Latest Security News
Everyone lives on the internet, period. Whether you’re streaming a standup special on Netflix, answering emails from your boss, chatting on Tinder, or completing everyday errands like paying bills online, you’re likely spending most of your day tangled up in the world wide web.
Unfortunately, that makes you a high-risk candidate for a cyber attack at some point along the way, be it through malware, phishing, or hacking. Best-case scenario, it sucks up your time to fix (or your money by paying someone else to fix it). Worst case scenario, it puts you and your computer out of commission for days and damages your files beyond repair. Not to mention the sheer terror of knowing some hacker has complete and total access to virtually everything about you, including all of your banking and credit card information. Malwarebytes is a free program built to help you avoid the above scenarios altogether — and it makes traditional antivirus look old, tired, and played out (seriously it’s free, download it here).
Mozilla has added a data breach notification to Firefox that warns the browser's users when their email address and credentials may have been obtained by hackers.
Dubbed Firefox Monitor, the free breach notification service debuted in September after some testing during the summer. Anyone -- not only Firefox users -- can steer to the service website, enter an email address and be told if that address was among those involved in successful, publicly-known breach attacks. Next steps were up to the user, including the obvious of changing the password(s) connected to that email address and/or website(s).[ Related: Get serious about privacy with the Epic, Brave and Tor browsers ]
Notifications of the latest breaches were sent by Firefox Monitor to the user-submitted address. "Your email address will be scanned against those data breaches, and we'll let you know through a private email if you were involved," wrote Nick Nguyen, Mozilla's vice president of product strategy, in a Sept. 25 post to a company blog.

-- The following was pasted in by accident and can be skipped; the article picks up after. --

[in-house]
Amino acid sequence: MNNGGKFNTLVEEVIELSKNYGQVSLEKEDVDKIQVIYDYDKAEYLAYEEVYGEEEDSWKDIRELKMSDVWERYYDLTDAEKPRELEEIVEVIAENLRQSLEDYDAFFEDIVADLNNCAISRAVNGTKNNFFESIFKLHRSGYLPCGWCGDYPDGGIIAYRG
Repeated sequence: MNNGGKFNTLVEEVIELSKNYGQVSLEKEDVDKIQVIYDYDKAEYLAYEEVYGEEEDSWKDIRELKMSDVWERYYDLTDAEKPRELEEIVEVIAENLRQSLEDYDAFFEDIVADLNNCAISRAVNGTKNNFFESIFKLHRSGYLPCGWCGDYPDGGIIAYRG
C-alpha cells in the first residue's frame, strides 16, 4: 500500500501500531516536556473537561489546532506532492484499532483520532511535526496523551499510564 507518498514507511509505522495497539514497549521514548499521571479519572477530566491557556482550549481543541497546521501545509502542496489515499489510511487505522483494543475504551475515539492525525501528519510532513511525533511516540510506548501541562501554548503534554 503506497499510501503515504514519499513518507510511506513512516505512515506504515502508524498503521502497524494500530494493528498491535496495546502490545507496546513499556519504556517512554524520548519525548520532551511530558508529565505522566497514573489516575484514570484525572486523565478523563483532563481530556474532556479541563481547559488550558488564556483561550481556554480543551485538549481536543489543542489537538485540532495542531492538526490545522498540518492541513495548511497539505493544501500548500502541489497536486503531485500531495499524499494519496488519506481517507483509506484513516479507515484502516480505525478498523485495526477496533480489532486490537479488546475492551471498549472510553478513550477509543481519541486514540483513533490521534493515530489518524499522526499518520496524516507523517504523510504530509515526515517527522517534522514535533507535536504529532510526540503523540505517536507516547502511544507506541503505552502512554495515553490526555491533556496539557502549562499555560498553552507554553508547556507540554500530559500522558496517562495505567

A Windows expert this week urged Microsoft to put its money where its mouth is and produce a status dashboard or website that reports and tracks problems with the operating system.
Coincidentally or not, on Wednesday Microsoft said it would launch a "Windows update status dashboard," but did not name a timetable except for a broad "in the coming year."[ Related: The best places to find Windows 10 ISOs ]
"I can go to this page and see if something happening with Office 365 is just a me thing or if everyone else is seeing the same," said Susan Bradley in a Nov. 13 email reply to questions, referring to the Office 365 Admin Center. (Note: Only those with administrative credentials have access; it's not meant to provide information to end users.) "(But) if I want to find out if something is a known issue with Windows 10, I have to dig through - and monitor for changes - these pages," she continued, listing two separate support documents for one such known issue.
It's tough to talk about Android security without venturing into sensational terrain.
A large part of that is due to the simple fact that the forces driving most Android security coverage are companies that make their money by selling Android security software — and thus companies with strong interests in pushing the narrative that every Android phone is on the perpetual brink of grave, unfathomable danger. Plus, let's face it: A headline about 70 gazillion Android phones being vulnerable to the MegaMonsterSkullCrusher Virus is far more enticing than one explaining the nuanced realities of Android security.
In actuality, though, Android security is a complex beast — one with multiple layers in place to protect you and one that almost never warrants an alarmist attitude. I've been covering Android security closely since the platform's earliest days, and I've busted more myths and called out more shameless publicity stunts than I can even count at this point.
Your private data can reveal a lot about you, such as bank information, spending habits, and even the websites you frequent. This makes large companies like Facebook and Yahoo prime targets for data breaches because of their vast library of user data. Nowadays, it’s more important than ever for companies to remain vigilant against hackers, lest their customers’ privacy and trust be lost.